I haven't weighed in on the election because everyone's said plenty already, and I don't think a blog post has ever changed anyone's mind about politics. But this is what I have to say to Bernie Bros -- and, for that matter, the white, liberal, largely untraveled and privileged Berners plugging their ears and pretending "visualization" helps people in need more than real social justice work and sacrifice working long hours for small compromises and for incremental changes in Congress and Senate:
I do feel, strongly, that Sanders supporters and Clinton supporters need to save their vitriol for Trump, because this man is incredibly dangerous. I believe his actions and words show him to be a fascist, a racist, a bigot, a bully, and a conman, and that any vitriol people in the Bernie camp want to direct at Hillary should be saved for Donald "Look at my African-American over here" Trump. I committed long ago to vote and to campaign for whomever gets the Democratic nomination, because there could not be more at stake here.
Clinton is not the Antichrist. Sanders is not the Savior. Anyone who is attentive to these politicians' records as well as the kinds of debates they had on national television can see that where a lethal threat like Trump is concerned, Sanders and Clinton have got a lot more in common than they don't. Clinton and Sanders are both rational, accomplished, dedicated, hugely imperfect, and admirable public servants. I'll proudly support whichever of them gets the nomination come November. I'm worried Clinton depends on big money to the detriment of some of her consistency and integrity, sure. But I'm also deeply worried that Bernie's platform lacks essential practical clarity in terms of how he'll implement his very poetic and attractive vision, and that's actually where I see your viewpoint's myopia in this, Bernie Bros. In fact, the moral rectitude and argumentativeness of Bernie Bros' descension into Twitter Trolldom as the votes rolled in Tuesday are emblematic of where I differ from the those Bros shouting "Go f*ck yourself!" every time Hillary Clinton speaks in a debate. I am older and wiser than 2008, when I thought Barack Obama merely needed to be elected to implement his dream, only to watch him be blockaded a million times by the House and the Senate for both of his terms. I understand, now, how much compromise will be required of whoever becomes president next, and how little will change unless the House and Senate do.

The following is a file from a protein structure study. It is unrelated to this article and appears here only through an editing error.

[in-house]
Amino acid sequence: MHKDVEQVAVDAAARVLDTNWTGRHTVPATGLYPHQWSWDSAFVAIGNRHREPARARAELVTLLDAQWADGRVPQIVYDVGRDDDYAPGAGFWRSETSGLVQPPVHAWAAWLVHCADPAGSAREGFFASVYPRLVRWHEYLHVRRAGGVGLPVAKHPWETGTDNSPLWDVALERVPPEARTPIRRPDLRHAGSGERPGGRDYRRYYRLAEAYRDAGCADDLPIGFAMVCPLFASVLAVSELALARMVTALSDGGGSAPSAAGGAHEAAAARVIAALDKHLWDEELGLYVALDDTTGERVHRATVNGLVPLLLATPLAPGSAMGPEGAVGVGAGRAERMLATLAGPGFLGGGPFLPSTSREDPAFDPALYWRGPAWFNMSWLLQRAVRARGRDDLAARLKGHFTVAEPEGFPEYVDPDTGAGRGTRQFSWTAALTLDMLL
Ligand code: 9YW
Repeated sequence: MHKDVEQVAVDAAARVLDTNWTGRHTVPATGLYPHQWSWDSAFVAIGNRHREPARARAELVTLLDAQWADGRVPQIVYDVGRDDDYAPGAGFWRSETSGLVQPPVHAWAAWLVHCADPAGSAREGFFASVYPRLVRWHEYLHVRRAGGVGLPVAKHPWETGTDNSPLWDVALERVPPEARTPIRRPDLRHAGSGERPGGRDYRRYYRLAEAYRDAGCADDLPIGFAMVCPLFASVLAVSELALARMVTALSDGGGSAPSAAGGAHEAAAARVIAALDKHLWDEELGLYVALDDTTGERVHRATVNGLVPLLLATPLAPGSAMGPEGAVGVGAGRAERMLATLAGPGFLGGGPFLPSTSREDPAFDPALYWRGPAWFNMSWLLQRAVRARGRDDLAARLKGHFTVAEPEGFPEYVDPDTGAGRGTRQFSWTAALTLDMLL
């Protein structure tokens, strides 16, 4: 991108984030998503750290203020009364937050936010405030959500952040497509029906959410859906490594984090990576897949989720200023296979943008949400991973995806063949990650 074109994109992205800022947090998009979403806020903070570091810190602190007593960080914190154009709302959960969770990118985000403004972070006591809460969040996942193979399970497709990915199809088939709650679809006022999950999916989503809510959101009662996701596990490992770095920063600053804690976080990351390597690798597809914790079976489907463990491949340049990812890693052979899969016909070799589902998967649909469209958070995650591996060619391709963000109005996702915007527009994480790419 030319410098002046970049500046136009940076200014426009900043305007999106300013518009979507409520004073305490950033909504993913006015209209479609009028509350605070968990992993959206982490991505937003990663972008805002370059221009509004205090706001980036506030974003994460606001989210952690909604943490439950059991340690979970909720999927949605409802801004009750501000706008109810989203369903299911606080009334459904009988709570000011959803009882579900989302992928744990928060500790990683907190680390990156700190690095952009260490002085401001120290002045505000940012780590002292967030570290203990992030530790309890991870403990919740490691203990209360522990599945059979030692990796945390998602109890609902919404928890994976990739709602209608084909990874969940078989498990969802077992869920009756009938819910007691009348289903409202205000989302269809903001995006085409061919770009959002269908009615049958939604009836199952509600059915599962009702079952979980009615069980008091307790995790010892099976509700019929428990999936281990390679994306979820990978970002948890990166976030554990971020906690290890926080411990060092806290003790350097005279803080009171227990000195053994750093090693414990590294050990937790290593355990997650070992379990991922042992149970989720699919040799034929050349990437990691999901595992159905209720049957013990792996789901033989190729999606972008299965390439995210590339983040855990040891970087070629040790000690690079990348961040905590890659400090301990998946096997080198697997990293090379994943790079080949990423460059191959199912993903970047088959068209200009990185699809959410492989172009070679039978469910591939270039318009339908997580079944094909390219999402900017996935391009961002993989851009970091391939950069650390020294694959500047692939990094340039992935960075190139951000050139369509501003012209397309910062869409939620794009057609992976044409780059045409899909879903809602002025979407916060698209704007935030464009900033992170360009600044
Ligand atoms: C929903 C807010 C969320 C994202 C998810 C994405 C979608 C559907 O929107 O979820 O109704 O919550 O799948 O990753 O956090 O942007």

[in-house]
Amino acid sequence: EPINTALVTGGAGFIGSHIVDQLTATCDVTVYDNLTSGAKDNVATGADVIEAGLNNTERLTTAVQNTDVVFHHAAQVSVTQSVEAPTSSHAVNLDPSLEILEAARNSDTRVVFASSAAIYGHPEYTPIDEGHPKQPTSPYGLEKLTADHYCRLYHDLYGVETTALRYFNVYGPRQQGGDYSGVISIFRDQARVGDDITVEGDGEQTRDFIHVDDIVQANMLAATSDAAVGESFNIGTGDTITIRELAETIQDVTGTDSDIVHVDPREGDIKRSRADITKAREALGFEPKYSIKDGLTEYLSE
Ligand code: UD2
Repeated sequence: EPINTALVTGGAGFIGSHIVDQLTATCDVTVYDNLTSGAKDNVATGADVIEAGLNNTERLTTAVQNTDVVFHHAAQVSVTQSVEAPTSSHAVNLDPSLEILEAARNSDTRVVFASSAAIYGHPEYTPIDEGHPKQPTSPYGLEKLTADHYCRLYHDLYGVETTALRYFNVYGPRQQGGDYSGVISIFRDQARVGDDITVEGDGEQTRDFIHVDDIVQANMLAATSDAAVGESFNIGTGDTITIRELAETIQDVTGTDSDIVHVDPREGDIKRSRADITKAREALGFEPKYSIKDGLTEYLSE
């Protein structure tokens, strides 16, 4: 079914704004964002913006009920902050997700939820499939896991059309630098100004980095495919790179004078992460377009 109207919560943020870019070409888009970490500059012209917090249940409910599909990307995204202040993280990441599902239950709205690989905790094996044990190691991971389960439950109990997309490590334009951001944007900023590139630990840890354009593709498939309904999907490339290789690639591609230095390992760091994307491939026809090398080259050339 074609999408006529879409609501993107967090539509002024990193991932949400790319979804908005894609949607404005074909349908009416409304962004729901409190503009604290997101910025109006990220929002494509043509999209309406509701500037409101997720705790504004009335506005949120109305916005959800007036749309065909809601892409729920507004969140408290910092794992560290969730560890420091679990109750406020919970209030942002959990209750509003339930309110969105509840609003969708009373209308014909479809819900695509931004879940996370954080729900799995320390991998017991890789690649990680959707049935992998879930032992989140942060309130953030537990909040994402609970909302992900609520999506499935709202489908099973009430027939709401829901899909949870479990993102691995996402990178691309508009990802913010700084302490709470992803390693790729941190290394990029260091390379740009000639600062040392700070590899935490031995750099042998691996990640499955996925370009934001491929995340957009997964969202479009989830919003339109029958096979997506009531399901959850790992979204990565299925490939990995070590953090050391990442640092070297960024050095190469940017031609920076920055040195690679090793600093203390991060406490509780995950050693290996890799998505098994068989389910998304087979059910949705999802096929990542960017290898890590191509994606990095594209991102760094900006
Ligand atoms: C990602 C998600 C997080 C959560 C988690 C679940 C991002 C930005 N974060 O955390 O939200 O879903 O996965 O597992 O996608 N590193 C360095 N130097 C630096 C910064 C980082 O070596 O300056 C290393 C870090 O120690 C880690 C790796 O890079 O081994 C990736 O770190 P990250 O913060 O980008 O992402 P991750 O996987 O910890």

It's certainly probable that among the compromises and deals the Clintons have made in the ever-changing political climate of the last 40 years of bipartisan American culture, they've contributed to systems whose injustice I do my best as an educator, activist, development worker, and author to work against. But I have more faith in Clinton's foreign policy than in Sanders', because I'm still not entirely sure what Sanders' is. And, as an international development worker, that's of utmost importance to me. Clinton has made mistakes, but I think she was the first Secretary of State to connect issues of development -- healthcare, schooling, young women's empowerment -- directly to our national security. I believe that she was right: the more starved, oppressed and disempowered young people in poor nations are, the more likely they are to join fundamentalist groups. Cookstoves, in other words, are not a joke and not a women's issue; they're connected to the wellbeing of those in need abroad and, ultimately, to ours. Regardless of how far Sanders comes in his quest for the nomination, I will always be grateful to Clinton for her vital work to underscore that. She caught a ton of guff for that from male lawmakers and wonks, just as she's caught a ton of guff for every decision she's made under a merciless and plainly gendered spotlight of public scrutiny since the 1970s.